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Bradfield personalities

Old Holloway the blacksmith who created 'Snake Door'.
12 Nov 2020
Old Holloway the blacksmith at the forge, early 1900s
Old Holloway the blacksmith at the forge, early 1900s

Bradfield personalities - Old Holloway and the Ironwork at Bradfield College

In the Chronicle of March 1924 appears an obituary to one of Bradfield’s best-loved and long-serving characters, Arthur Holloway. He lived and worked all his life at the forge – now Forge Cottage - and was the local smithy, though in reality his skill at the trade elevated him to status of master craftsman and artist. Four generations of his family were blacksmiths at Bradfield: his parents James and Mary had run the forge before him and his son took over after him, but it was Arthur Holloway who made such an impact on the look of the school with his distinctive naturalistic ironwork adorning so much of the fabric of the buildings including Snake Door where countless Bradfield boys have been photographed since the late 1800’s and the great door of the school chapel, considered perhaps his finest accomplishment.

From the Chronicle article: “Most of us knew him as we saw him at the forge – a fine man with a commanding head, and keen but kindly eyes. In his latter years he presented a figure bent with toil, but busy still with hammer and tongs amid a cloud of sparks; or skilfully shaping the details of that wonderful artistic work in which perhaps he had no living equal.’ The author recalls how after an evening’s unsuccessful fishing on the Kimber, ‘I met him on the iron bridge. When I got home I found two fine trout, his own catch, which he had secretly inserted in my bag that I might have something to place upon my board.… But those who knew him best of all knew him by the fireside, where the late hours slipped by unheeded amidst tales and counter-tales many times retold.’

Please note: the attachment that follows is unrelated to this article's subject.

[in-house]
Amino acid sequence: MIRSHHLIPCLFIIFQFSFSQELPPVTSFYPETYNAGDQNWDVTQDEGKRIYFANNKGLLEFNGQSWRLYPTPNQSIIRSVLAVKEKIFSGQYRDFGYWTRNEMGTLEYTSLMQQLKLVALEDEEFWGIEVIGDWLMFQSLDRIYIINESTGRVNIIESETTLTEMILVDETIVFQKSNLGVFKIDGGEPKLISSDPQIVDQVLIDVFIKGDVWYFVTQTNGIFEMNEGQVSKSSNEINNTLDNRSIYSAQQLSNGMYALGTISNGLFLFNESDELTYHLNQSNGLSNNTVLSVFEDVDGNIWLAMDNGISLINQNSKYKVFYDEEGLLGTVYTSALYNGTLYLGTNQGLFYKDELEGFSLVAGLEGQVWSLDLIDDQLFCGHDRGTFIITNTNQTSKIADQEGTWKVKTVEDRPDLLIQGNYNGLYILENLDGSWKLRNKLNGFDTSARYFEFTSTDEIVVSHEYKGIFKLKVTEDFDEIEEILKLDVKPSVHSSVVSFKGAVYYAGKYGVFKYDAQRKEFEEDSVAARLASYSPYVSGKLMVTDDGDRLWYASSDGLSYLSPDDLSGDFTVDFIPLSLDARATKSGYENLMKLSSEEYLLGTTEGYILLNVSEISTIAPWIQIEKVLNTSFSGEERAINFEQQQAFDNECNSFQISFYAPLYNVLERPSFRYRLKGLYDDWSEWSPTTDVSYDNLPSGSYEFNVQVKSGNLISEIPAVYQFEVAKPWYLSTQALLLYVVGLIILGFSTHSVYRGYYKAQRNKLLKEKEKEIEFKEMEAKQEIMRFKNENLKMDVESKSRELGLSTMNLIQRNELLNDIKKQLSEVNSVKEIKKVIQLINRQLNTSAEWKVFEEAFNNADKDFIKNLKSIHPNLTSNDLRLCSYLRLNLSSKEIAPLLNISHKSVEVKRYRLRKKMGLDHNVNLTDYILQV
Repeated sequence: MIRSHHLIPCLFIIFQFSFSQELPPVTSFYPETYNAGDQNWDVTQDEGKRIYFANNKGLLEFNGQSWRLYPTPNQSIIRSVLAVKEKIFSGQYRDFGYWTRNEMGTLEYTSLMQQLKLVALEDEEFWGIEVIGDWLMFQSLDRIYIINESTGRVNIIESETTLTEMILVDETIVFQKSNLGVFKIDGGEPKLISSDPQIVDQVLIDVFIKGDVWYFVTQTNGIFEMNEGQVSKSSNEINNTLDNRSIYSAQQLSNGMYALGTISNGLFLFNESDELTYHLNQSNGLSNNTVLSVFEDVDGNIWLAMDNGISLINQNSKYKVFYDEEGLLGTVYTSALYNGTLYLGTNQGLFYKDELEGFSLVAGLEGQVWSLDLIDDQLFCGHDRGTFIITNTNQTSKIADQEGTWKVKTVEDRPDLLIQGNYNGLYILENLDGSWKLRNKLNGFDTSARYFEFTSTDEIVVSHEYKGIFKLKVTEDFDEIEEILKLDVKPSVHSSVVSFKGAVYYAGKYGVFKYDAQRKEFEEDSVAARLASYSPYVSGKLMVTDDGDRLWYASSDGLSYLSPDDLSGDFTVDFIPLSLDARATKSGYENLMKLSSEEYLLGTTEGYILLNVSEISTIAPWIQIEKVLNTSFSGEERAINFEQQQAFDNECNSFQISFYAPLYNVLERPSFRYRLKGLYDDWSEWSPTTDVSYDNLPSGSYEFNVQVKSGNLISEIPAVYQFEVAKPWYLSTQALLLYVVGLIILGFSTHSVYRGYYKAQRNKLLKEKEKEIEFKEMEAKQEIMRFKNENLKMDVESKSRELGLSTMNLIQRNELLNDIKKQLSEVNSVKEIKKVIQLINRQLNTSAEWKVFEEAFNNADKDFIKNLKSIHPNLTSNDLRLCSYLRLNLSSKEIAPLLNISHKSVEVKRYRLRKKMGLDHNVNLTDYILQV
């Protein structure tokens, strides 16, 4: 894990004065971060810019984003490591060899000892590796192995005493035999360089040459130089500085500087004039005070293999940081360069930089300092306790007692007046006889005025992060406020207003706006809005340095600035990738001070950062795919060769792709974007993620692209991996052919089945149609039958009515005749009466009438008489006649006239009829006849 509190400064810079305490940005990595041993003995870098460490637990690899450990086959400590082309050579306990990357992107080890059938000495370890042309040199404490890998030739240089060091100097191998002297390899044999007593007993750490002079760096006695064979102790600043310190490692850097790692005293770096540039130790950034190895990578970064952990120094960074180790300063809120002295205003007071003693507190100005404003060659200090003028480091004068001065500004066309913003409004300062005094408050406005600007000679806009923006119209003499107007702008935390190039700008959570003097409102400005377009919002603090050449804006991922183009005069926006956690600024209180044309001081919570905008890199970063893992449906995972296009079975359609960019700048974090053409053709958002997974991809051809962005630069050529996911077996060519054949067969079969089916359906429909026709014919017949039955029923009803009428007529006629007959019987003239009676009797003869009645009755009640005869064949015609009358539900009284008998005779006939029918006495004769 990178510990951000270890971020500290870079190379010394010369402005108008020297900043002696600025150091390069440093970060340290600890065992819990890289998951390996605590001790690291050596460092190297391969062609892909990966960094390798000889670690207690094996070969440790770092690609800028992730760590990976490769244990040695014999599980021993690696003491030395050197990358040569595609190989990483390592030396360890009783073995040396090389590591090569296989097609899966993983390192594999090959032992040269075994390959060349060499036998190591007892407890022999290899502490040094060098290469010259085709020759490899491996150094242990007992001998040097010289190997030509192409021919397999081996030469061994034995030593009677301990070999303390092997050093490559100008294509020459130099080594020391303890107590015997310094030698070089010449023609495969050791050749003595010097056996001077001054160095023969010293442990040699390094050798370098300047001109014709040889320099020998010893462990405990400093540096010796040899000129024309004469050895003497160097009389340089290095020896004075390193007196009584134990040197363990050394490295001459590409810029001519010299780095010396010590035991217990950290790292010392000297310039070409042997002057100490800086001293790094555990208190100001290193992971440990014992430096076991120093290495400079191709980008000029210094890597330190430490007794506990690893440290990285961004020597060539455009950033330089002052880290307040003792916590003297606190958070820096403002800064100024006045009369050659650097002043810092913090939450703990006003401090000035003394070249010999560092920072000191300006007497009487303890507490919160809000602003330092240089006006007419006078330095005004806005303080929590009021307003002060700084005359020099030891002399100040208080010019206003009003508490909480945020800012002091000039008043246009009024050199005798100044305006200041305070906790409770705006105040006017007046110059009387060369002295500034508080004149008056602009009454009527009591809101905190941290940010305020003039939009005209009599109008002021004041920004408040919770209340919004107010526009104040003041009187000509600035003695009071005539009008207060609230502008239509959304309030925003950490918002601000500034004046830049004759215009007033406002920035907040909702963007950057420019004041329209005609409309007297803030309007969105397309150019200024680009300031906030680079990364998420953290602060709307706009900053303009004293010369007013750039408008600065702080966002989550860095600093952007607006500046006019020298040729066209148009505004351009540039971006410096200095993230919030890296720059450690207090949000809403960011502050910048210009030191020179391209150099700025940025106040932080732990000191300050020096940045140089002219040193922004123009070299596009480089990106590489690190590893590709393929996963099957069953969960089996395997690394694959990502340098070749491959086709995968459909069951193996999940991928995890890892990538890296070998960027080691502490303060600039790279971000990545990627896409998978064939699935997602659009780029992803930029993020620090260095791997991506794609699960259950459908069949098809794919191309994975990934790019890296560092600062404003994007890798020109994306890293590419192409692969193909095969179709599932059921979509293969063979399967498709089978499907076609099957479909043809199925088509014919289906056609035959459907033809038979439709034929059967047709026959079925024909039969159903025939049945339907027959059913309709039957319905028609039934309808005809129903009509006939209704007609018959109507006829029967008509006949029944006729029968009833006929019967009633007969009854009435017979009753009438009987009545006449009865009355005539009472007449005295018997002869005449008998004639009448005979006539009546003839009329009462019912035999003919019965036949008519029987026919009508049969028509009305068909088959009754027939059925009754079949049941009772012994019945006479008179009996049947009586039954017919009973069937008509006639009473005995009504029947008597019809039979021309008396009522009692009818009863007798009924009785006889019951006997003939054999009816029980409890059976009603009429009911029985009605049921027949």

Perhaps his proudest moment was in 1918 when HRH The Princess Alice visited the school and presented the prizes at Sports Day. Holloway shook hands with her as he handed her a pair of his tulip candlesticks and the next day when he passed the Headmaster Beloe, he held aloft his right hand and said, ‘Ain’t never going to wash that again!’

Several pieces of his work are now at the Museum of English Rural Life at the University of Reading and appear on the BBC website and British Museums A History of the World.

The collection includes several small creatures also made from iron, such as snakes, snails, a frog, a butterfly and a lizard,  pictured here below, as well as some slightly larger decorative pieces. They are good examples of the fine detailing and delicate creative iron work that could be achieved by a master craftsman who has developed his skills over a lifetime. Holloway's uniquely naturalistic design and subject matter was so clearly and richly inspired by his rural life at the turn of the century in and around Bradfield.

Next time you go through snake door, remember this characterful fellow and the legacy he left to the College.


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